By Bob Johnson
Diamondback is back.
John Quinones introduced Diamondback with the 1999 vintage, and kept the label going for three additional vintages. Being a full-time winemaker left little time for his own project, however, so Quinones retired the label.
But as with the Eagles (remember the “Hell Freezes Over Tour”?) and Brett Favre (remember his stints with the New York Jets and Minnesota Vikings?), “retirement” did not mean “forever” when it came to the Diamondback label. It’s now back with two outstanding wines from the 2012 harvest and two from the 2014 harvest.
“My goal for Diamondback Vineyards is to utilize the diverse experience I’ve gained as a winemaker over the last 30 years, and focus on sourcing special vineyard sites that have the ideal climate, soil type and exposure to bring out the best in a specific varietal,” explains Quinones.
“The wines will be handcrafted in small lots, with careful attention paid to every detail,” he adds. “The focus will be on showcasing the unique fruit characteristics of each specific site. The winemaking techniques will be designed to maximize site expression, and will vary accordingly.”
Above: John Quinones (left) with bowling legend Marshall Holman, who will lead Diamondback’s sales and marketing efforts. (Photo by Michelle Johnson)
Why Diamondback for the label’s name?
“I had been doing a lot of consulting,” Quinones says. “Wherever the best [Cabernet Sauvignon] grew — hot, dry, mountainous — there were rattlesnakes.”
The consulting gigs came about because of the sterling reputation Quinones had developed, first with Lyeth Estate Winery, and later with Clos Pegase Winery.
Quinones joined Lyeth, a Bordeaux specialist in Sonoma County, fresh out of college. A fellow student at U.C. Davis got a job at the Robert Mondavi Winery in Napa Valley at the same time, and they’d often compare notes.
“Lyeth and Mondavi were the top places at the time,” Quinones recalls, “yet they were making wine in an entirely different way. At Lyeth, we’d cold-soak, sometimes for six or seven days. And we’d minimize pumpovers, trying to retain as much of the natural flavor as possible, and to avoid the harsh, gritty tannins.”
Quinones adds that eight to 10 years later he’d taste the Lyeth and Mondavi wines side by side, “and the Mondavi tannins never went away.”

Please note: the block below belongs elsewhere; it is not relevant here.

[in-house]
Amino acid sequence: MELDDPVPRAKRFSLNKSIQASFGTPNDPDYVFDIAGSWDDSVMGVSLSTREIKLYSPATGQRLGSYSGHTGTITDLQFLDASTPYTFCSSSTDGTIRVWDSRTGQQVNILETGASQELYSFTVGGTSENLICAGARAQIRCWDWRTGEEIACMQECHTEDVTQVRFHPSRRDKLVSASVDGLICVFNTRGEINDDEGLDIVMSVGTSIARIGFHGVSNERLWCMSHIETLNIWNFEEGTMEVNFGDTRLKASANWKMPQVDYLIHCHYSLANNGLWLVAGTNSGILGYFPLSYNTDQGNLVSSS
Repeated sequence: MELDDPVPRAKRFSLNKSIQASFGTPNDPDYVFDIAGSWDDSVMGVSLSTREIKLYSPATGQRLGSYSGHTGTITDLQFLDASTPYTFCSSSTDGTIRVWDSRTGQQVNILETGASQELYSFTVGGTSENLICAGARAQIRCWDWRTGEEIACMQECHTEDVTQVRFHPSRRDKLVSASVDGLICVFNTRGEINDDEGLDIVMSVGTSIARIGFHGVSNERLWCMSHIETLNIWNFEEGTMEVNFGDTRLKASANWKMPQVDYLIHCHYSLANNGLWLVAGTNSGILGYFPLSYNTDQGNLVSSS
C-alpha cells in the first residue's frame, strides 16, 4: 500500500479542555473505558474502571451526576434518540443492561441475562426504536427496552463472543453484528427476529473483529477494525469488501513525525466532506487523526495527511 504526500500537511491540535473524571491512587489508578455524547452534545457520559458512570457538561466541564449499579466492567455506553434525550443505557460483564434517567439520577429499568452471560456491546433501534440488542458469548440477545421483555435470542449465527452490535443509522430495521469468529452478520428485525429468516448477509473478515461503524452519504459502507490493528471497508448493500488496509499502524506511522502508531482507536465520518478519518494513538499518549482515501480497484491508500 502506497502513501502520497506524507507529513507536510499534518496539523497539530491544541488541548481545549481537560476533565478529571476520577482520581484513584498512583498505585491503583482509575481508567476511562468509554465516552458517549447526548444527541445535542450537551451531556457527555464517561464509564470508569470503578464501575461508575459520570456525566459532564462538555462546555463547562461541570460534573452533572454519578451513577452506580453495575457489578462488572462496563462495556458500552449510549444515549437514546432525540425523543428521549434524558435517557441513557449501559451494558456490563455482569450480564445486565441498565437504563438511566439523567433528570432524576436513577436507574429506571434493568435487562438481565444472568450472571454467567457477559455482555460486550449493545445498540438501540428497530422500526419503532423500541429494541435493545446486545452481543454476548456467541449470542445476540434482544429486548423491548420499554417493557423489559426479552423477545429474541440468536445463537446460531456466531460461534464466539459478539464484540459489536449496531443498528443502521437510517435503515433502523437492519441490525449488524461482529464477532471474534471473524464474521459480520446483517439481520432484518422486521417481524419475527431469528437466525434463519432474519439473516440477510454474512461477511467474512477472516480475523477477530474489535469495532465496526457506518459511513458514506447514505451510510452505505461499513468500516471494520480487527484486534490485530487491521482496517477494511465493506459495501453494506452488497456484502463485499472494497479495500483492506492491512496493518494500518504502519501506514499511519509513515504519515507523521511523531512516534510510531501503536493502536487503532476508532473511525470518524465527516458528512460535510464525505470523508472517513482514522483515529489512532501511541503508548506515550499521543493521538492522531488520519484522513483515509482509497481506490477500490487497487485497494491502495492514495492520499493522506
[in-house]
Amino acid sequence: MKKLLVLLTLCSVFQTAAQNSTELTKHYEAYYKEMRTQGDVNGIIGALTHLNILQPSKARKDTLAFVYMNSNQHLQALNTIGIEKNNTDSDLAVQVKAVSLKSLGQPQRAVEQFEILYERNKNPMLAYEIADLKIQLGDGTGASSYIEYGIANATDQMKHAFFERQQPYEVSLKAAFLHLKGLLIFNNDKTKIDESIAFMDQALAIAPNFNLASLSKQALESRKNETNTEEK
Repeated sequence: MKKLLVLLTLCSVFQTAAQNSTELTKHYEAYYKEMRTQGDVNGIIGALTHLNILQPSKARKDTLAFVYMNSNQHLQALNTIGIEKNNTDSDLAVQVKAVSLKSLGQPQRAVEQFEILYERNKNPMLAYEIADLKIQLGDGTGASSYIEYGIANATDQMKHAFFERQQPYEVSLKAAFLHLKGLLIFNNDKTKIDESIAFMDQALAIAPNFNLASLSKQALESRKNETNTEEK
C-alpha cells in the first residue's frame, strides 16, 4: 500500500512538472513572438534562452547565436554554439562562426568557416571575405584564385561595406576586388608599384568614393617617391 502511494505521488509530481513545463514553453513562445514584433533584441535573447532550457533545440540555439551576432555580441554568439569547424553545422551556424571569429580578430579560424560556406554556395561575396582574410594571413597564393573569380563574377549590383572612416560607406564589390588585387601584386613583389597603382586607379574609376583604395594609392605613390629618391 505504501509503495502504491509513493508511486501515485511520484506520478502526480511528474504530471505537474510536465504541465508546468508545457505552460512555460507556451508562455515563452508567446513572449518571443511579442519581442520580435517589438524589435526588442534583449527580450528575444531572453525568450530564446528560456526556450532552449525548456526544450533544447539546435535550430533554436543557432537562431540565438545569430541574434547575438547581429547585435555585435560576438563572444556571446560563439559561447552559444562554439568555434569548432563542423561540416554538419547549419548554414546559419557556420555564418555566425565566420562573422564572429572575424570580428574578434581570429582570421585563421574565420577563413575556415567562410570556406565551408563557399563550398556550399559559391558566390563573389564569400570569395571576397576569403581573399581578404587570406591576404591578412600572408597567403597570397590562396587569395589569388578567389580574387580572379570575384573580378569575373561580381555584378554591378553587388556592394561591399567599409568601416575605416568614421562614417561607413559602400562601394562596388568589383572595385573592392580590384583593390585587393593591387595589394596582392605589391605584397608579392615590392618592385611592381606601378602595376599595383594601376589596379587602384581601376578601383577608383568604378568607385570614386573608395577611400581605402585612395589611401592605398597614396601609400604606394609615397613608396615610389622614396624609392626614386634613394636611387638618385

Interestingly, the Lyeth wines he made “didn’t do great in California, but they sold like gangbusters on the East Coast because they were more Bordeaux-like.” Mondavi wines remain among the most popular in the marketplace.
From Lyeth, Quinones went to Napa Valley’s Clos Pegase, where landing a wine among Wine Spectator’s “Top 100” one year cemented his reputation as a skilled vintner, and opened the door to numerous consulting opportunities.
But unlike some vintners, Quinones did not enjoy the limelight. What gave him the greatest satisfaction was simply making great wine. So, he decided to escape the “glare” of the Napa Valley and re-locate to the peace and tranquility of southern Oregon, where he’s the winemaker for RoxyAnn Winery. There, he can focus on what he enjoys: crafting “world-class wines with complexity and varietal expression that capture the essence of southern Oregon.”
There are four wines currently available from Diamondback, two from the 2012 vintage, and two from 2014. The Port comes in a 500-ml. bottle.
He has a nearly identical goal for Diamondback, although the fruit sourcing figures to be a bit more widespread.
For instance, one current release is the 2014 “Manchester Ridge” Pinot Noir from California’s Mendocino Ridge growing area. The 13-acre vineyard is perched on a hill, overlooking the Pacific Ocean, some 2,000 feet above sea level. It’s a site with which Quinones has worked in the past.
A bit austere at the time we tasted it in June, the wine has everything it takes to be rich, full and mouthfilling. Quinones calls it “the ultimate swing wine” as a food companion. “It doesn’t stand up to steak,” he says, “but it’s a great burger wine.”